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From Wikipedia, the free encyclopedia

Tom Tugendhat

Official portrait of Tom Tugendhat crop 2.jpg
Chair of the Foreign Affairs Select Committee
Assumed office
12 July 2017
Preceded byCrispin Blunt
Member of Parliament
for Tonbridge and Malling
Assumed office
8 May 2015
Preceded byJohn Stanley
Majority23,508 (41.3%)
Personal details
Thomas Georg John Tugendhat

(1973-06-27) 27 June 1973 (age 46)
Westminster, London, England
Political partyConservative
RelativesSir Michael Tugendhat (father)
Alma materUniversity of Bristol
Gonville and Caius College, Cambridge
Military career
Allegiance United Kingdom
Service/branch British Army
Years of service2003–2013
RankLieutenant colonel
Service number560649
UnitAdjutant General's Corps
Intelligence Corps
Battles/warsIraq War
War in Afghanistan
AwardsMember of the Order of the British Empire (2010)
Volunteer Reserves Service Medal (2013)

Thomas Georg John Tugendhat[1] MBE VR (born 27 June 1973) is a British Conservative Party politician. He has been the Member of Parliament (MP) for Tonbridge and Malling since May 2015.[2] Since 12 July 2017, Tugendhat has served as chairman of the Foreign Affairs Committee. Before entering politics, Tugendhat was a British Army officer.

Early life and education

Tugendhat is the son of the High Court Judge Sir Michael Tugendhat and his French wife Blandine de Loisne.[3] He is the nephew of fellow Conservative politician Christopher Tugendhat, Baron Tugendhat. After attending St Paul's School, London, Tugendhat studied Theology at the University of Bristol, before doing a Masters in Islamic studies at Gonville and Caius College, Cambridge and learning Arabic in Yemen.[4]

Tugendhat holds dual British and French citizenship. His wife is a French judge and senior civil servant, and his father-in-law is a French diplomat, the lead OSCE mediator in Ukraine.[5]

Military career

On 6 July 2003, Tugendhat was commissioned into the Educational and Training Services Branch of the Adjutant General's Corps, Territorial Army, British Army, as a second lieutenant (on probation).[6] His commission was confirmed on 16 July 2003.[7] He transferred to the Intelligence Corps on 29 July 2003.[8]

He was promoted to lieutenant on 16 July 2005,[9] captain on 1 April 2007,[10] and to major on 1 January 2010.[11] He had been promoted to lieutenant colonel by July 2013.[12]

Tugendhat has seen service on operations during the Iraq War and the War in Afghanistan. He also served as an adviser in Afghanistan, first to the Afghan Government's National Security Council, then to the Afghan governor of Helmand Province.[13] He later served as the military assistant to the Chief of the Defence Staff.[14]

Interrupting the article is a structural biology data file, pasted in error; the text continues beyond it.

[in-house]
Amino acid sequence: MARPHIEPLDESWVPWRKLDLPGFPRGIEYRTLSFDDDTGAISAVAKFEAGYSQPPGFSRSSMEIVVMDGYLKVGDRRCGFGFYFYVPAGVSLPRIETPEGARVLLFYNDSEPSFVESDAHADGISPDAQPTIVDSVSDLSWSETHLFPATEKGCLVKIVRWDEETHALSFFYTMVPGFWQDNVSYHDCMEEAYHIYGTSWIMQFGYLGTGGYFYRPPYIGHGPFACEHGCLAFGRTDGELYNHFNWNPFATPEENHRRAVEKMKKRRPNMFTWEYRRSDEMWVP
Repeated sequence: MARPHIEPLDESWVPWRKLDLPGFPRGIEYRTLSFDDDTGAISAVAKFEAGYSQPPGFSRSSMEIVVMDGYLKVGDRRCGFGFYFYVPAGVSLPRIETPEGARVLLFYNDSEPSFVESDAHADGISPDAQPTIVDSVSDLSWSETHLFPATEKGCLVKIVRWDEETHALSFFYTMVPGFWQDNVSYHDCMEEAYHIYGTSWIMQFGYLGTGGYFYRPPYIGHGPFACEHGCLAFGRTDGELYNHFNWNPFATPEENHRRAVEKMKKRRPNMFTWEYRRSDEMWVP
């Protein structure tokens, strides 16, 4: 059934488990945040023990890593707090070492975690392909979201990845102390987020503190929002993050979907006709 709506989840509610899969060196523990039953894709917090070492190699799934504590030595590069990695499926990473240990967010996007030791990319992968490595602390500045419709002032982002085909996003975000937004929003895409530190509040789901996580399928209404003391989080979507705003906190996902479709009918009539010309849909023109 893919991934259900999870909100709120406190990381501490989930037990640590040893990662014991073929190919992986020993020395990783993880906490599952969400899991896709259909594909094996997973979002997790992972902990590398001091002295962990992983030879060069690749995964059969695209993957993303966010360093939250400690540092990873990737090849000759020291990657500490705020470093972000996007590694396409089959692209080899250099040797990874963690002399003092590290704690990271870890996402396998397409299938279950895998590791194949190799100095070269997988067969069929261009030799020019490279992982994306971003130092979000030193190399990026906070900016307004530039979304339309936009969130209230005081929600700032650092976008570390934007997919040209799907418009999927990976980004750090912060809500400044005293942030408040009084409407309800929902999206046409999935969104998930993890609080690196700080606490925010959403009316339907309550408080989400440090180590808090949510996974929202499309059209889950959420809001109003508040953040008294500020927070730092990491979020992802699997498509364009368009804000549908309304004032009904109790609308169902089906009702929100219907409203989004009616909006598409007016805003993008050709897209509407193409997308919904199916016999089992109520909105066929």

Political career

Tugendhat was elected as the Member of Parliament for Tonbridge and Malling, the safe Conservative seat in Kent at the 2015 General Election, with an increased vote share and larger majority than his predecessor.

Tugendhat supported continued membership of the European Union in the 2016 referendum.[15] He voted in favour of the withdrawal agreement negotiated by Theresa May's government on each of the three occasions it was put to a vote.[16]

On 12 July 2017, Tugendhat was elected chair of the Foreign Affairs Committee, becoming the youngest person ever to hold the post.[17] Soon after the poisoning of Sergei and Yulia Skripal in Salisbury by a nerve agent, Tugendhat said the attack was "if not an act of war … certainly a warlike act by the Russian Federation".[18]

Under Tugendhat's chairmanship the Foreign Affairs Committee has focused on British foreign policy priorities after Brexit.[19] Other significant enquiries have covered: the implications of China's growing role in the international system,[20] the UK's relationship with India,[21] and the Responsibility to Protect. [22]

On 21 May 2018, the Foreign Affairs Committee published a report on Russian Corruption and the UK. This drew attention to the ability of President Vladimir Putin and his allies to launder assets through London, and called on the UK Government to "show stronger political leadership in ending the flow of dirty money into the UK".[23] The report criticised the law firm Linklaters for its unwillingness to give evidence to the committee about the nature of working in the Russian Federation today.[24]

On 29 May 2018 Tugendhat set out his own views on British foreign policy in a speech at the Royal United Services Institute.[25] He advocated giving the Foreign and Commonwealth Office greater powers to determine overall foreign policy strategy.[26]